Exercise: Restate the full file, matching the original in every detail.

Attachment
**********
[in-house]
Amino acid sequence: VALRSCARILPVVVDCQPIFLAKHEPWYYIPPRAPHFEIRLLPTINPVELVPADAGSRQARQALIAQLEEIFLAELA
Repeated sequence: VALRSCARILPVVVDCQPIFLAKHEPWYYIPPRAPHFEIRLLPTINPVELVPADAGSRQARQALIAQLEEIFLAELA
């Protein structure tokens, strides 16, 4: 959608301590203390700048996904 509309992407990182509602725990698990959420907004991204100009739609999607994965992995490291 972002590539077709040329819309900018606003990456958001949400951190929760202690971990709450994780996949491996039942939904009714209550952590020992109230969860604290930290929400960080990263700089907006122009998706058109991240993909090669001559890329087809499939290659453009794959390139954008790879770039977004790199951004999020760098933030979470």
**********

[in-house]
Amino acid sequence: VALRSCARILPVVVDCQPIFLAKHEPWYYIPPRAPHFEIRLLPTINPVELVPADAGSRQARQALIAQLEEIFLAELA
Repeated sequence: VALRSCARILPVVVDCQPIFLAKHEPWYYIPPRAPHFEIRLLPTINPVELVPADAGSRQARQALIAQLEEIFLAELA
């Protein structure tokens, strides 16, 4: 959608301590203390700048996904 509309992407990182509602725990698990959420907004991204100009739609999607994965992995490291 972002590539077709040329819309900018606003990456958001949400951190929760202690971990709450994780996949491996039942939904009714209550952590020992109230969860604290930290929400960080990263700089907006122009998706058109991240993909090669001559890329087809499939290659453009794959390139954008790879770039977004790199951004999020760098933030979470």